The Barber of Birmingham: Foot Soldier of the Civil Rights Movement
The Barber of Birmingham:<br>Foot Soldier of the Civil Rights Movement
The Barber of Birmingham:
Foot Soldier of the Civil Rights Movement
Item#: BAR-1094
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Running Time: 26 minutes
A Film by Gail Dolgin and Robin Fryday
Scene Selection • Closed Captioned
Grades 6 – Adult


Academy Award Nominee

Broadcast on PBS’ POV Series

"Starred Review. DVD Pick of the Month. A moving 20-minute capsule of the civil rights movement, particularly in Alabama, brought to a personal level by Armstrong’s sustained narration. Footage of speeches by Dr. King and President Obama, and a brief narrative of the civil rights time line since 1870 pack a lot of information into this worthwhile film."
–School Library Journal

“A stirring tribute to the foot soldiers of the civil rights movement, black Southern activists like the film’s focal character, James Armstrong.”
- New York Times

"The Barber of Birmingham is an important and deeply moving film for the ages. For more than 200 years, the struggle to expand the right to vote has been critical to fulfilling the promise of our nation, and that struggle continues to this very day. No one who sees this film will ever take the right to vote for granted again.”
Wade Henderson, president and CEO, The Leadership Conference on Civil and Human Rights

“Today’s students were born long after the Civil Rights Movement. The Barber of Birmingham animates what could be an uninteresting, abstract historical concept. This is storytelling and history at its best; every student deserves the opportunity to learn from and be inspired by the barber.”  – Whitney Olson, History Channel Educator Award; Director National History Day, Sonoma County

“As an historian and educator, I can't imagine teaching Civil Rights without The Barber of Birmingham. Not only does this film have significant historical value, it is also undeniably relevant. The Barber of Birmingham inspires and empowers students to recognize the role of individual actions in the past, present, and future.”
Stacy Sempson, Middle School Teacher, Woodside Elementary

"A moving and accessible portrait of an honorable man who did honorable things in the context of an unhonorable social system. Audiences will appreciate the epic scale of the civil rights movement as seen through the eyes of one ordinary man."
- Anthropology Review Database

"Engrossing.... Puts a face on the civil rights movement and underscores the dedicated work of those who risked their lives to secure rights. Archival footage interweaves smoothly with Armstrong's vivid recollections."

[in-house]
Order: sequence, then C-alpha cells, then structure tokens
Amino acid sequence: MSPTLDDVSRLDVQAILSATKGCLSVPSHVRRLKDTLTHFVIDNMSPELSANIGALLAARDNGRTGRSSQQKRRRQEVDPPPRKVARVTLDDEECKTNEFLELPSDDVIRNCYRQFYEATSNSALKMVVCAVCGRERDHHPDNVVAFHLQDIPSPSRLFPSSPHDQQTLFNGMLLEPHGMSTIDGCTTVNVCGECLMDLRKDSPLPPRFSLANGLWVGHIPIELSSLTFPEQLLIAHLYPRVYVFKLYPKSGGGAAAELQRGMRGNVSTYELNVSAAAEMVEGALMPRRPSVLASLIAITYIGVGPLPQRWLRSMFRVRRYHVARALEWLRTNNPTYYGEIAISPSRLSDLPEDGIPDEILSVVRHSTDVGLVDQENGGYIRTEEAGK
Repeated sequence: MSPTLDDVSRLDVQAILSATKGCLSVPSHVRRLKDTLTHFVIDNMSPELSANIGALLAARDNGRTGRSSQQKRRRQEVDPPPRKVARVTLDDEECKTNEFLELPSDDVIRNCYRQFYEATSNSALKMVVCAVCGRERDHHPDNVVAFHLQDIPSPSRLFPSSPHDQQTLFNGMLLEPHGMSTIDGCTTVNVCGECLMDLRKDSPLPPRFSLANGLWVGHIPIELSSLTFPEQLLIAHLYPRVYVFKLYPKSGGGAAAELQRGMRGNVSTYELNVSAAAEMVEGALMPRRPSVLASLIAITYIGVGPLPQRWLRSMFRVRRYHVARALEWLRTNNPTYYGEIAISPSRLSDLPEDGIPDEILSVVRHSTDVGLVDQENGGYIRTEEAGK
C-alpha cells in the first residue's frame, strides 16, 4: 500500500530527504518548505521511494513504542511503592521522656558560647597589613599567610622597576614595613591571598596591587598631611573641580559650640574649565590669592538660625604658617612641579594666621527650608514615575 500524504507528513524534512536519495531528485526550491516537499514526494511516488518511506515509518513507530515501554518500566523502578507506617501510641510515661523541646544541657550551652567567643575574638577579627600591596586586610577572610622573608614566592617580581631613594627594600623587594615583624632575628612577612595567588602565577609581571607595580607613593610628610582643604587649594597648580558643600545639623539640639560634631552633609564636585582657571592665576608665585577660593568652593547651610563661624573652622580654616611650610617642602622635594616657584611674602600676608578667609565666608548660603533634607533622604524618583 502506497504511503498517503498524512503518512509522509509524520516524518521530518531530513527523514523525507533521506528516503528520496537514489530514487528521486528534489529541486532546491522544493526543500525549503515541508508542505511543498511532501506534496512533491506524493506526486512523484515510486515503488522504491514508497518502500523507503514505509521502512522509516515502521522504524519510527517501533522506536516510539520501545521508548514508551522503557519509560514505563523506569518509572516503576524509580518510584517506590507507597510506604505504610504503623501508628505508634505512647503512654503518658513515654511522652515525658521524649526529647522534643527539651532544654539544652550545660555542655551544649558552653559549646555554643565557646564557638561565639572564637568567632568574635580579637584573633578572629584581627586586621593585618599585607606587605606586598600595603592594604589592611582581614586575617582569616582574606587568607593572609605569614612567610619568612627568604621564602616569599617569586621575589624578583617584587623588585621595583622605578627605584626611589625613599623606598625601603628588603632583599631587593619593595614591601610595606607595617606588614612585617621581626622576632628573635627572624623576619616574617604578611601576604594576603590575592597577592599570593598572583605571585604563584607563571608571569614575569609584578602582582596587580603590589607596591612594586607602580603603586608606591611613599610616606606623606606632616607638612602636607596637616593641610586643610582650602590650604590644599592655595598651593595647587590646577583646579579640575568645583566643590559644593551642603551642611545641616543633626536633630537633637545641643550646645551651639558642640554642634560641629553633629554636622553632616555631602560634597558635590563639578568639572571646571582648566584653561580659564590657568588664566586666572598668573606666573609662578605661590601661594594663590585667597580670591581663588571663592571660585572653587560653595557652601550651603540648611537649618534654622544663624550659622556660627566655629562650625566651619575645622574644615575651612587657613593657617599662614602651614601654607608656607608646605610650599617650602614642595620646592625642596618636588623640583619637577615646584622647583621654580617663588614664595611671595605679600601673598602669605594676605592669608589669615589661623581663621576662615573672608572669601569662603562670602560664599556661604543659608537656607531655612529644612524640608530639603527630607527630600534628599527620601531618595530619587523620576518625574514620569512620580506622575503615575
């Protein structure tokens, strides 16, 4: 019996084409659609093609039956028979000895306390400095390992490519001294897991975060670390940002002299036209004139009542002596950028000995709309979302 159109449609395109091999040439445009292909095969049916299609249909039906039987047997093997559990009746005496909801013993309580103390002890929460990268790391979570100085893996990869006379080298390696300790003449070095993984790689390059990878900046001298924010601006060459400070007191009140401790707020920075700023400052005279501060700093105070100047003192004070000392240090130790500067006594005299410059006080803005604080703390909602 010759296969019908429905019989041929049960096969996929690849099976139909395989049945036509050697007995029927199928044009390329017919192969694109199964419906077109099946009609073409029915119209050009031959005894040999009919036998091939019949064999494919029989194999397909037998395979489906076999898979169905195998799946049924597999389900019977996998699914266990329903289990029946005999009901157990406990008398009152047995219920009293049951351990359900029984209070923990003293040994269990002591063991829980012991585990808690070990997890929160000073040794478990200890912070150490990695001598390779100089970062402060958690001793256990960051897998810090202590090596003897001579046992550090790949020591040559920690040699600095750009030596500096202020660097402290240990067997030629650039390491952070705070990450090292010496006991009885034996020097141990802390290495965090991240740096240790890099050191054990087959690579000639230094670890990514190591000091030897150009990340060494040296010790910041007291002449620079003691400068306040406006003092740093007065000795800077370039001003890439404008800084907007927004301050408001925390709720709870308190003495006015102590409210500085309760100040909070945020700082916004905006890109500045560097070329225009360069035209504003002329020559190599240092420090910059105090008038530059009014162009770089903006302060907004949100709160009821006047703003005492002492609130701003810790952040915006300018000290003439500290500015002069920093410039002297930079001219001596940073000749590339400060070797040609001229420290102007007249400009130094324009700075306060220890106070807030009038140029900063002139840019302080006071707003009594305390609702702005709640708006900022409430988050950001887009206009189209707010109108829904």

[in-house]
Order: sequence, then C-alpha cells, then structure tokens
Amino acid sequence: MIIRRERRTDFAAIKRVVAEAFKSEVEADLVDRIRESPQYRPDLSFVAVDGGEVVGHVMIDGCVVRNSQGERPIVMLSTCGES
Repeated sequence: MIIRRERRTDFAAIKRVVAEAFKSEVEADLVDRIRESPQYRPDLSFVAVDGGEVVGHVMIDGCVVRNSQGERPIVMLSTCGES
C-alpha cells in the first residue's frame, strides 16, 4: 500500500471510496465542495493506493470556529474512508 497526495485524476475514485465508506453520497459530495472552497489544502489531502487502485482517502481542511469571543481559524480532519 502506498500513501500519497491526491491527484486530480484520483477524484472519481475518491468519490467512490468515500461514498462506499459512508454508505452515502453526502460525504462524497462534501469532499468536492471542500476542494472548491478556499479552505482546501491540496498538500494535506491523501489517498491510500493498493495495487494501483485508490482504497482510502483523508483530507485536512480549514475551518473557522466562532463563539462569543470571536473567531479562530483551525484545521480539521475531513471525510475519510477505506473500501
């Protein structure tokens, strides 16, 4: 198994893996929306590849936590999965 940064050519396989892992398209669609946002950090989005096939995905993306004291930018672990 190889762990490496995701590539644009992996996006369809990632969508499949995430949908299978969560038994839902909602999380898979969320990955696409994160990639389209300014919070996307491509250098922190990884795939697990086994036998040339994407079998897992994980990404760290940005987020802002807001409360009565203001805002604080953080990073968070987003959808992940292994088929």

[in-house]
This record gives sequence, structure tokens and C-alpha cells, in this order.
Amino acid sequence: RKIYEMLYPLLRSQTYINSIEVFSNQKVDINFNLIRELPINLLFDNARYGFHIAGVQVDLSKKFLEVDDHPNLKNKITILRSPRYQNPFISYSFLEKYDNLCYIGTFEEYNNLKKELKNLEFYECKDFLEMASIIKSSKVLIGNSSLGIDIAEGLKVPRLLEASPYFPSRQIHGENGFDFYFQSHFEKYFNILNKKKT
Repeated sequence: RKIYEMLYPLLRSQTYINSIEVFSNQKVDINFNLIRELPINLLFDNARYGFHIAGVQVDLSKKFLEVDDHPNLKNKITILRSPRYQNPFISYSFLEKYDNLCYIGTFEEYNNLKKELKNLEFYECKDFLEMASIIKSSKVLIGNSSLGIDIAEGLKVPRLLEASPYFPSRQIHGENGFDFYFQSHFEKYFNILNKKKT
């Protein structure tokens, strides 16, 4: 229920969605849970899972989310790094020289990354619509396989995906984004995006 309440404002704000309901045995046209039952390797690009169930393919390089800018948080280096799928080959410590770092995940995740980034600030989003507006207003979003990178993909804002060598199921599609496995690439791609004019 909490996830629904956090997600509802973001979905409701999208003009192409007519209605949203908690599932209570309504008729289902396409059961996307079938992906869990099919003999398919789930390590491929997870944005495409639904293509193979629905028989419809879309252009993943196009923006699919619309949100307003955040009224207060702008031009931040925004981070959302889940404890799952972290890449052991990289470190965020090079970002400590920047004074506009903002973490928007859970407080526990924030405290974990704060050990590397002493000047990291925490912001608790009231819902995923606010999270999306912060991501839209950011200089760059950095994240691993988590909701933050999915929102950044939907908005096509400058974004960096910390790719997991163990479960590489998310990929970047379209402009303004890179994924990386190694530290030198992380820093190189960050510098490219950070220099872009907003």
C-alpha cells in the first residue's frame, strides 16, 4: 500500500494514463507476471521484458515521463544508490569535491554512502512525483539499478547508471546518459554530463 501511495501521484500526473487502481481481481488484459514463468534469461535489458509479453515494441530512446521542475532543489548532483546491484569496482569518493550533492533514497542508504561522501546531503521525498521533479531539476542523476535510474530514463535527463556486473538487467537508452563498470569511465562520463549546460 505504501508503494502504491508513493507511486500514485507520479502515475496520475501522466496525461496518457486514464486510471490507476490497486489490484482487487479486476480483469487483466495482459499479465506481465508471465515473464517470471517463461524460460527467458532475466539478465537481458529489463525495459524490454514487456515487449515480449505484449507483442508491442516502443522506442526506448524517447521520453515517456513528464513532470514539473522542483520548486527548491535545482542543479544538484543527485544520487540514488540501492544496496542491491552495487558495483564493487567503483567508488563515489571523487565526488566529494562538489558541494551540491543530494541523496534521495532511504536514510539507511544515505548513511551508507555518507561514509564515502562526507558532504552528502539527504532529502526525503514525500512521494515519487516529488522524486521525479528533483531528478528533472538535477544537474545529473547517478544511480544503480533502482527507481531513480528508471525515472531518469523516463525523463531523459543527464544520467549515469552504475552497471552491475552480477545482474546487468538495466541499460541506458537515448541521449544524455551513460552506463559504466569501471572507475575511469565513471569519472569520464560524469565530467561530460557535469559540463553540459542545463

– Booklist (ALA)





Academy Award Nominee, Best Documentary Short

Official Selection, Sundance Film Festival

Alfred I. duPont-Columbia University
Award in Journalism

Winner, Short Documentary
, Ashland Independent Film Festival
Winner, Audience Choice Award, Hollywood Shorts Film Festival
Winner, Best Documentary, Short Woods Hole Film Festival

Official Selection, AFI/Discovery Silver Docs Festival
Official Selection, Mountain Film in Telluride
Official Selection, True/False Film Fest
Official Selection, 15th Annual DocuWeeks
All prices include DVD and PPR

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Academy Award-nominated The Barber of Birmingham movingly portrays the unsung "foot soldiers" of the civil rights movement through the personal story of 85-year-old barber James Armstrong, who carried the American flag in the epic 1965 "Bloody Sunday" Selma voting rights march, and spearheaded efforts to integrate public schools in Alabama.

Armstrong was one of thousands of average Americans who risked jail and their lives in the fight for racial equality and the right to vote. "The worst thing a man can do is nothing," says Armstrong in the film.

An Army veteran, he was the proprietor of Armstrong's Barbershop, a political and cultural hub in Birmingham, Alabama, for more than 50 years. Every inch of wall space in his shop was covered with inspirational clippings and photographs of his heroes, including Martin Luther King, Jr., who had his hair cut by Armstrong.

In addition to participating in the Selma march and being jailed in other protests, Armstrong filed a ground-breaking lawsuit in 1957 that challenged school segregation and led to his two sons enrolling as the first black students at previously all-white Graymont Elementary in 1963. One of his sons reflects back on what it was like as a child during those difficult days.

Notably in the film, Armstrong celebrates an event he never believed he'd see in his lifetime -- the election and inauguration of the first African-American president. "This is what I went to jail and marched for," he says.

The Barber of Birmingham vividly illustrates the history and impact of the voting and civil rights movement through James Armstrong’s journey, supplemented by commentary from prominent civil rights veterans as well as historical footage from the 1965 Selma march, Armstrong's campaign for school integration, and Dr. King's famous "I've been to the mountain top" speech.


•Amelia Boynton Robinson, Voting rights activist credited with initiating the Selma march

•Rev. Dr. Bernard Lafayette, co-founder of SNCC and an early leader in Selma for voting rights

•Rev. C.T. Vivian, ally and close friend of Dr. Martin Luther King, Jr.


Aligned with Common Core Standards for grades 6-12.
Developed by Cari Ladd, M.Ed., former PBS Interactive director of education.

25 page guide with background info on the civil rights struggle, James Armstrong, resources and discussion questions.


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